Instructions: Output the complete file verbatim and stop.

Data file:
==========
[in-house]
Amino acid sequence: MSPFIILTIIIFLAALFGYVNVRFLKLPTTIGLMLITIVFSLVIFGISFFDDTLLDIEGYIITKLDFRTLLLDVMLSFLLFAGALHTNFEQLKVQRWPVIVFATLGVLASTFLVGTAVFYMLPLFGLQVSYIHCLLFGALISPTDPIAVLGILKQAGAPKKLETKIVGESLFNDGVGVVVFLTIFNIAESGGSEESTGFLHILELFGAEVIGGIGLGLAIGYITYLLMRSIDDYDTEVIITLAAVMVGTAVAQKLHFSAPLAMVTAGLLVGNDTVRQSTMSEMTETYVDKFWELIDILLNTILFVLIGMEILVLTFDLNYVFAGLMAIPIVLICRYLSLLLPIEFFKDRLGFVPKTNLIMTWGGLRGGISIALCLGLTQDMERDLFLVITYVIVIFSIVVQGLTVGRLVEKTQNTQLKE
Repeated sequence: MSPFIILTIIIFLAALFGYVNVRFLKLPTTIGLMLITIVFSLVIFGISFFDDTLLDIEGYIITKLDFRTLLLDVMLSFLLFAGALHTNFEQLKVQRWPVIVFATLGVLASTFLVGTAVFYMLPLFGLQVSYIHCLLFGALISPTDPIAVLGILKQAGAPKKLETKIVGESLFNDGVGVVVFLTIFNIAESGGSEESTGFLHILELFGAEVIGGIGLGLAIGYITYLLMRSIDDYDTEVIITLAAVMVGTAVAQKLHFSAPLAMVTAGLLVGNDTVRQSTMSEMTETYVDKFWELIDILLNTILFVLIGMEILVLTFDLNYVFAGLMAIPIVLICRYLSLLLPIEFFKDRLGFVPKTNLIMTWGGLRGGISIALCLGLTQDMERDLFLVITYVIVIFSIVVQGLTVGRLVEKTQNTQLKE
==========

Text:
[in-house]
Amino acid sequence: MSPFIILTIIIFLAALFGYVNVRFLKLPTTIGLMLITIVFSLVIFGISFFDDTLLDIEGYIITKLDFRTLLLDVMLSFLLFAGALHTNFEQLKVQRWPVIVFATLGVLASTFLVGTAVFYMLPLFGLQVSYIHCLLFGALISPTDPIAVLGILKQAGAPKKLETKIVGESLFNDGVGVVVFLTIFNIAESGGSEESTGFLHILELFGAEVIGGIGLGLAIGYITYLLMRSIDDYDTEVIITLAAVMVGTAVAQKLHFSAPLAMVTAGLLVGNDTVRQSTMSEMTETYVDKFWELIDILLNTILFVLIGMEILVLTFDLNYVFAGLMAIPIVLICRYLSLLLPIEFFKDRLGFVPKTNLIMTWGGLRGGISIALCLGLTQDMERDLFLVITYVIVIFSIVVQGLTVGRLVEKTQNTQLKE
Repeated sequence: MSPFIILTIIIFLAALFGYVNVRFLKLPTTIGLMLITIVFSLVIFGISFFDDTLLDIEGYIITKLDFRTLLLDVMLSFLLFAGALHTNFEQLKVQRWPVIVFATLGVLASTFLVGTAVFYMLPLFGLQVSYIHCLLFGALISPTDPIAVLGILKQAGAPKKLETKIVGESLFNDGVGVVVFLTIFNIAESGGSEESTGFLHILELFGAEVIGGIGLGLAIGYITYLLMRSIDDYDTEVIITLAAVMVGTAVAQKLHFSAPLAMVTAGLLVGNDTVRQSTMSEMTETYVDKFWELIDILLNTILFVLIGMEILVLTFDLNYVFAGLMAIPIVLICRYLSLLLPIEFFKDRLGFVPKTNLIMTWGGLRGGISIALCLGLTQDMERDLFLVITYVIVIFSIVVQGLTVGRLVEKTQNTQLKE